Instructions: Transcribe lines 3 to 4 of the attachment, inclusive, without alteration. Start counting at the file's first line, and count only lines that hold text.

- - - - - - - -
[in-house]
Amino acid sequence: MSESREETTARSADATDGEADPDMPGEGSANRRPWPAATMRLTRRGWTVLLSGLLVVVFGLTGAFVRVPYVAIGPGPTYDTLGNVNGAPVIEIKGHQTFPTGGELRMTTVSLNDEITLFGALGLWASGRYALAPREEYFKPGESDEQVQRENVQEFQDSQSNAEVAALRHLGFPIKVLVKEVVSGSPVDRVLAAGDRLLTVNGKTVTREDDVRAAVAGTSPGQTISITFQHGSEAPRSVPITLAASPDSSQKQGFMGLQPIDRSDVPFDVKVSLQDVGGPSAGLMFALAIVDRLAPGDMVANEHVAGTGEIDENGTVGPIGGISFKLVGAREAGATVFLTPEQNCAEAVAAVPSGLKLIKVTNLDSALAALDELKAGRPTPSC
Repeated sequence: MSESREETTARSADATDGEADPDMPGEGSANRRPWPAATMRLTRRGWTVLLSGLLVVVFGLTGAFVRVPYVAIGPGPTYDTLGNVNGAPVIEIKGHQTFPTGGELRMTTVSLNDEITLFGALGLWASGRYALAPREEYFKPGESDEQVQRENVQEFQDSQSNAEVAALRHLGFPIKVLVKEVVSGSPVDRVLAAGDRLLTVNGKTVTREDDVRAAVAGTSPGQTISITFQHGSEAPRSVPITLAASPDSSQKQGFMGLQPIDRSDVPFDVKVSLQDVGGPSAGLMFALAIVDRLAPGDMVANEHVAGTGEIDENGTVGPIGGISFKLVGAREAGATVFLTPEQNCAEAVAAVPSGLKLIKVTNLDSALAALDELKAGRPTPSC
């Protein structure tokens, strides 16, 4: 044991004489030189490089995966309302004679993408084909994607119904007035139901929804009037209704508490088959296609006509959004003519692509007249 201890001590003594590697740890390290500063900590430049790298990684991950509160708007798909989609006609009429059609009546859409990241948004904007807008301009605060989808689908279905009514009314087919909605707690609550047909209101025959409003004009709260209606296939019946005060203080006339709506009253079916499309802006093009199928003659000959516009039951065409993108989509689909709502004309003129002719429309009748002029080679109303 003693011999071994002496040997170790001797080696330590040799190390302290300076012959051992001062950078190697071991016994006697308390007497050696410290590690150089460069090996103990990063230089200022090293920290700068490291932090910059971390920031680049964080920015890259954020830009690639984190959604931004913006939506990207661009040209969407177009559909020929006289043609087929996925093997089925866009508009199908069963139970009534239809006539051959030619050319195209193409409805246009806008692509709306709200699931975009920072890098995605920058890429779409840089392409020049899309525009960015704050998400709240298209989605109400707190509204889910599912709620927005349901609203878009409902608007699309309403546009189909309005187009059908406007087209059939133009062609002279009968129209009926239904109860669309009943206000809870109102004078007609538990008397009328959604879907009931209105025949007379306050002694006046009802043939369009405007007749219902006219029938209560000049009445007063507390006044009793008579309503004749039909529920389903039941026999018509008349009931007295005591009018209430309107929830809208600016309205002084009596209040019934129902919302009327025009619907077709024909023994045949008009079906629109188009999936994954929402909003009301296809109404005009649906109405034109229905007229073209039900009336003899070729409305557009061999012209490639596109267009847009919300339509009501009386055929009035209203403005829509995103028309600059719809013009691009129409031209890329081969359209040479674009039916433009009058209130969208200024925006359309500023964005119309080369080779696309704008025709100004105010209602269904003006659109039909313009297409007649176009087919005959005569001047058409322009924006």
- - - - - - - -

Repeated sequence: MSESREETTARSADATDGEADPDMPGEGSANRRPWPAATMRLTRRGWTVLLSGLLVVVFGLTGAFVRVPYVAIGPGPTYDTLGNVNGAPVIEIKGHQTFPTGGELRMTTVSLNDEITLFGALGLWASGRYALAPREEYFKPGESDEQVQRENVQEFQDSQSNAEVAALRHLGFPIKVLVKEVVSGSPVDRVLAAGDRLLTVNGKTVTREDDVRAAVAGTSPGQTISITFQHGSEAPRSVPITLAASPDSSQKQGFMGLQPIDRSDVPFDVKVSLQDVGGPSAGLMFALAIVDRLAPGDMVANEHVAGTGEIDENGTVGPIGGISFKLVGAREAGATVFLTPEQNCAEAVAAVPSGLKLIKVTNLDSALAALDELKAGRPTPSC
């Protein structure tokens, strides 16, 4: 044991004489030189490089995966309302004679993408084909994607119904007035139901929804009037209704508490088959296609006509959004003519692509007249 201890001590003594590697740890390290500063900590430049790298990684991950509160708007798909989609006609009429059609009546859409990241948004904007807008301009605060989808689908279905009514009314087919909605707690609550047909209101025959409003004009709260209606296939019946005060203080006339709506009253079916499309802006093009199928003659000959516009039951065409993108989509689909709502004309003129002719429309009748002029080679109303 003693011999071994002496040997170790001797080696330590040799190390302290300076012959051992001062950078190697071991016994006697308390007497050696410290590690150089460069090996103990990063230089200022090293920290700068490291932090910059971390920031680049964080920015890259954020830009690639984190959604931004913006939506990207661009040209969407177009559909020929006289043609087929996925093997089925866009508009199908069963139970009534239809006539051959030619050319195209193409409805246009806008692509709306709200699931975009920072890098995605920058890429779409840089392409020049899309525009960015704050998400709240298209989605109400707190509204889910599912709620927005349901609203878009409902608007699309309403546009189909309005187009059908406007087209059939133009062609002279009968129209009926239904109860669309009943206000809870109102004078007609538990008397009328959604879907009931209105025949007379306050002694006046009802043939369009405007007749219902006219029938209560000049009445007063507390006044009793008579309503004749039909529920389903039941026999018509008349009931007295005591009018209430309107929830809208600016309205002084009596209040019934129902919302009327025009619907077709024909023994045949008009079906629109188009999936994954929402909003009301296809109404005009649906109405034109229905007229073209039900009336003899070729409305557009061999012209490639596109267009847009919300339509009501009386055929009035209203403005829509995103028309600059719809013009691009129409031209890329081969359209040479674009039916433009009058209130969208200024925006359309500023964005119309080369080779696309704008025709100004105010209602269904003006659109039909313009297409007649176009087919005959005569001047058409322009924006």